Thursday, August 7, 2014

Changing gears - challenging, perhaps

OK, here we go.  I have a friend, indeed, lots of friends, and a few of them write articles that tend to blow me away.   I have a favorite expression, "I didn't know that." and today, I finally got around to read one of the most fascinating articles I have read in a long, long time.

My friend, the author, is Tom Reid, and I emphatically encourage you to read his columns that come once a week from -  OK, you are beyond such knowledge, I hear you, but I would like to remind you that you have lots of younger ones who look up to you as a sense of encouragement and Tom can help you become a "wizard" in their eyes.  And if you do not have such a following, what else are you doing that is more important?

OK, lecture over.  His most recent article deals with resilience, if you ask me, a forgotten commodity in this age of people with opinions who seem to ignore it.  The article was seven pages long - from my computer, so there is a lot of meat in it.  I have always thought of myself as a resilient person as I have experienced a lot more "downs" than "ups" in my life.  I had to ask, where did I get that, and my memory went back to an experience when I was just a little over three years of age.  My sister had just been born and it was the heart of the "Great Depression" years. My grandmother had ridden a Greyhound bus from Port Huron, MI, to Lakewood, OH, to be with her daughter and family to experience the birth of her first grand daughter.  And she decided that since it was "tough" times for everyone, she could help by taking her first grand son (Me!) home with her to the farm where there was plenty to eat and lots of places for the youngster to play. 

I suppose I agreed with her as - to hear her repeat it, over and over again in the years that followed, "He stood up on that bus - peering out the window, all the way home."  In my opinion, she was rather proud of me, but in my "heart of hearts" I knew that in her heart she nursed the memory of her second son who had been still born.  But with that incident ringing in my ears and the love of my grandparents that has endured until this very hour, I headed out into the world.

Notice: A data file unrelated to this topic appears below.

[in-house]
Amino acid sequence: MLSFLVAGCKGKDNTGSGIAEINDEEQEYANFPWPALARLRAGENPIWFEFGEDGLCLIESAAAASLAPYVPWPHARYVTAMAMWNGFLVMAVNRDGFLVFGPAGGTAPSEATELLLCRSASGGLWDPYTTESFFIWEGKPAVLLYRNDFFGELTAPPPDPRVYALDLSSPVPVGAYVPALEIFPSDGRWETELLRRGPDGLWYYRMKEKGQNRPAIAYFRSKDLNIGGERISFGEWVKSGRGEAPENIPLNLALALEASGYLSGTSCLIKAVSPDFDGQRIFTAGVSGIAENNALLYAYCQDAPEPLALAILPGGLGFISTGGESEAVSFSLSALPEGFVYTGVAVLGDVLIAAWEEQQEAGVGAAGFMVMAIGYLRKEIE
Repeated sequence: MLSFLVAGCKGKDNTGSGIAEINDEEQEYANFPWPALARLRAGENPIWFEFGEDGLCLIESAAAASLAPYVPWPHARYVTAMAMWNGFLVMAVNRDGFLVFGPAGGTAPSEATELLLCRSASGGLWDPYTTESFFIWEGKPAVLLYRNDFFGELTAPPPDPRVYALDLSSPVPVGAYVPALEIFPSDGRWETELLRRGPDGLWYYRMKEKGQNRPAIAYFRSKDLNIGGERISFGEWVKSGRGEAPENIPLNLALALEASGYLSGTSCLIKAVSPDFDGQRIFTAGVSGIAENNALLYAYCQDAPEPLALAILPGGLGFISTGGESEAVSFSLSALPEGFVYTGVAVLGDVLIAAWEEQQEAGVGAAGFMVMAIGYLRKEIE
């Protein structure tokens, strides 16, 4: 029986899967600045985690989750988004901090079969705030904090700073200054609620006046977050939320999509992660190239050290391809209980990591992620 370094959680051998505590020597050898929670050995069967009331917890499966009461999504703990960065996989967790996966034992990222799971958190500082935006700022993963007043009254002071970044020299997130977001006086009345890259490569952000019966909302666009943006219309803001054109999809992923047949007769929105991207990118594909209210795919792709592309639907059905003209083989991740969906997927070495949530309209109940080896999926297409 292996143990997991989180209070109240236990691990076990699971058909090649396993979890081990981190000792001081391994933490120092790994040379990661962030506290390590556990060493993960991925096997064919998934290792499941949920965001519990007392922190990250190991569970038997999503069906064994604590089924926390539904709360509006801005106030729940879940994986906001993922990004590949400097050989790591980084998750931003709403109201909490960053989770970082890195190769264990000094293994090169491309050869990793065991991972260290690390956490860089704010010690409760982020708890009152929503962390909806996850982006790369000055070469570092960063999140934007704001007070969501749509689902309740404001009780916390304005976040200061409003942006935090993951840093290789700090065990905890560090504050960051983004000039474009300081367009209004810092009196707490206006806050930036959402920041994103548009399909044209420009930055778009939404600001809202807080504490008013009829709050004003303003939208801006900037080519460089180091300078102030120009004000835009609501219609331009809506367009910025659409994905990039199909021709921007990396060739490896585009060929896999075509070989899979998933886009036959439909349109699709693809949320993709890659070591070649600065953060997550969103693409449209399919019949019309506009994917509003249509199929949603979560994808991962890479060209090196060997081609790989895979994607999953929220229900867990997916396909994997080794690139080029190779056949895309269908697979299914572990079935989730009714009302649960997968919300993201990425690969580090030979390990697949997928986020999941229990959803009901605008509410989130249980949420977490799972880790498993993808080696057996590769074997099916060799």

It would require persistence!  I had quit high school early in my Senior year to enlist in the U.S. Army Air Corps, so that I might qualify for the WWII "GI Bill of Rights".  Now, basic training completed, I found myself on board a troop ship, sailing out of the harbor in New York, destined for duty in Japan, an experience that would last for nearly 53 months.  What did I know?  All I could tell them of my work experiences was that I knew how to milk cows and drive tractors.  So, I wound up driving tractors so I could park trailers in the Motor Pool at JAMA.  Good fortune began to follow me as I would be transferred to another base and met a Sergeant I have never forgotten. Max McGee, from Oklahoma.  He promised me that if I paid attention to what he was doing, I would replace him when he returned to the States.  I did and he was true to his word.  What he would teach me was the benefits of resilience - Tom's subject.

Tom is right on.  He talks about the uniforms worn by UPS drivers, a requirement that reminds them, hour by hour, daily, of their need to be resilient, even in the face of raging storms and adversities of all sorts, their commitment was to deliver their packages on time and as a result, the company has become an enormous success around the world.

That took me back to my first days in Japan, a nation that only a few short months previous to our arrival, was at war with our homeland.  Many of theirs had killed many of ours.  The Colonel whose task it was to remind us of our obligations to "rage" peace with all of the resilience our soldiers had demonstrated in raging "war" in their day.  We learned a great lesson that day and I am so proud to have been part of that force that seldom veered from our objective.